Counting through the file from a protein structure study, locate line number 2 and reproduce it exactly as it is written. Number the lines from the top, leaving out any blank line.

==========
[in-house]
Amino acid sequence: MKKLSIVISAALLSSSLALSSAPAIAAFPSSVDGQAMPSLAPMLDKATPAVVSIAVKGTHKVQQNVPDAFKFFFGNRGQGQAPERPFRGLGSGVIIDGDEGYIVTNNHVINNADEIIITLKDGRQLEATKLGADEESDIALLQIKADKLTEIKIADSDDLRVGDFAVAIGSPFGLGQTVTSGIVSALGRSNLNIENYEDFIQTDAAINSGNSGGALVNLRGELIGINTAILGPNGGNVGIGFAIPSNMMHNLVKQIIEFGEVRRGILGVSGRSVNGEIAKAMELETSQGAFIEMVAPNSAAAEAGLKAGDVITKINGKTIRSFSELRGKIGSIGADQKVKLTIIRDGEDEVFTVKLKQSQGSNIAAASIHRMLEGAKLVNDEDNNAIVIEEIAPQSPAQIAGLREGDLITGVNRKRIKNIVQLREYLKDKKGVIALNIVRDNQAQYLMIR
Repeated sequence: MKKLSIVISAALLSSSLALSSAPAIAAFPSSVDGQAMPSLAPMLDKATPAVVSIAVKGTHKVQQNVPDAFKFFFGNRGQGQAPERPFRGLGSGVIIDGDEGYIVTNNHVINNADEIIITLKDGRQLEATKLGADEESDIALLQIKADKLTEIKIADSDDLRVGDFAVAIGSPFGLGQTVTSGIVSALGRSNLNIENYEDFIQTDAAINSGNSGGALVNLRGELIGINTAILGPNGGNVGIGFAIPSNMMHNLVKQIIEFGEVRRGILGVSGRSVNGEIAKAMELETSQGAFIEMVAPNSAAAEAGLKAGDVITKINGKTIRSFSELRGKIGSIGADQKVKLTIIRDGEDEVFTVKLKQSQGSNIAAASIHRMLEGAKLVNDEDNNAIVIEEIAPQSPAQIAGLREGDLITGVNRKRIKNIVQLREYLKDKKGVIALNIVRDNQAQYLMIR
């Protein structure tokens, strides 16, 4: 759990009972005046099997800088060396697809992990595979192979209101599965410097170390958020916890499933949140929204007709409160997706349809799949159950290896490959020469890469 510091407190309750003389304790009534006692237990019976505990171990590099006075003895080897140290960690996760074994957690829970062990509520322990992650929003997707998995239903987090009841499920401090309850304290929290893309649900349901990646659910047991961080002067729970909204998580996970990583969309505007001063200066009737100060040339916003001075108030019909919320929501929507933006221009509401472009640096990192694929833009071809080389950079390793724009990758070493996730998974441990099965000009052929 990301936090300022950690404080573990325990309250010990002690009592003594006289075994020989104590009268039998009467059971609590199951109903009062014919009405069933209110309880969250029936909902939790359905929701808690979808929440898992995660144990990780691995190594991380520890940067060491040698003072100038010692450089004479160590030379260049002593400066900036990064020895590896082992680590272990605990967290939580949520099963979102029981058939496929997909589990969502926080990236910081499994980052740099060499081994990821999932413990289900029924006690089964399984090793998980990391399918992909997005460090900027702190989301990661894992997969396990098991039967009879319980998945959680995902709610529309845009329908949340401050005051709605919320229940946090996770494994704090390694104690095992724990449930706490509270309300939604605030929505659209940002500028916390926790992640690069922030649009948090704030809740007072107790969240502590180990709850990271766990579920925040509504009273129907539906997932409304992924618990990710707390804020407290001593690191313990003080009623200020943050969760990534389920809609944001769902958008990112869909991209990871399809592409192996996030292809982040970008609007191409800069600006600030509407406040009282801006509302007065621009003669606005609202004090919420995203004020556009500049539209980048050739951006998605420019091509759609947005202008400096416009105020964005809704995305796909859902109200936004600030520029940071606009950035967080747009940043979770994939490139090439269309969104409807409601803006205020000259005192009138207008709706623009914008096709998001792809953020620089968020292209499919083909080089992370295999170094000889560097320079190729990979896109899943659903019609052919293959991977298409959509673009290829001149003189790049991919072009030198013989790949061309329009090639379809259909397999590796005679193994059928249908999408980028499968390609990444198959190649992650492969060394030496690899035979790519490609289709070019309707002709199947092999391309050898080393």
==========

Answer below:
Amino acid sequence: MKKLSIVISAALLSSSLALSSAPAIAAFPSSVDGQAMPSLAPMLDKATPAVVSIAVKGTHKVQQNVPDAFKFFFGNRGQGQAPERPFRGLGSGVIIDGDEGYIVTNNHVINNADEIIITLKDGRQLEATKLGADEESDIALLQIKADKLTEIKIADSDDLRVGDFAVAIGSPFGLGQTVTSGIVSALGRSNLNIENYEDFIQTDAAINSGNSGGALVNLRGELIGINTAILGPNGGNVGIGFAIPSNMMHNLVKQIIEFGEVRRGILGVSGRSVNGEIAKAMELETSQGAFIEMVAPNSAAAEAGLKAGDVITKINGKTIRSFSELRGKIGSIGADQKVKLTIIRDGEDEVFTVKLKQSQGSNIAAASIHRMLEGAKLVNDEDNNAIVIEEIAPQSPAQIAGLREGDLITGVNRKRIKNIVQLREYLKDKKGVIALNIVRDNQAQYLMIR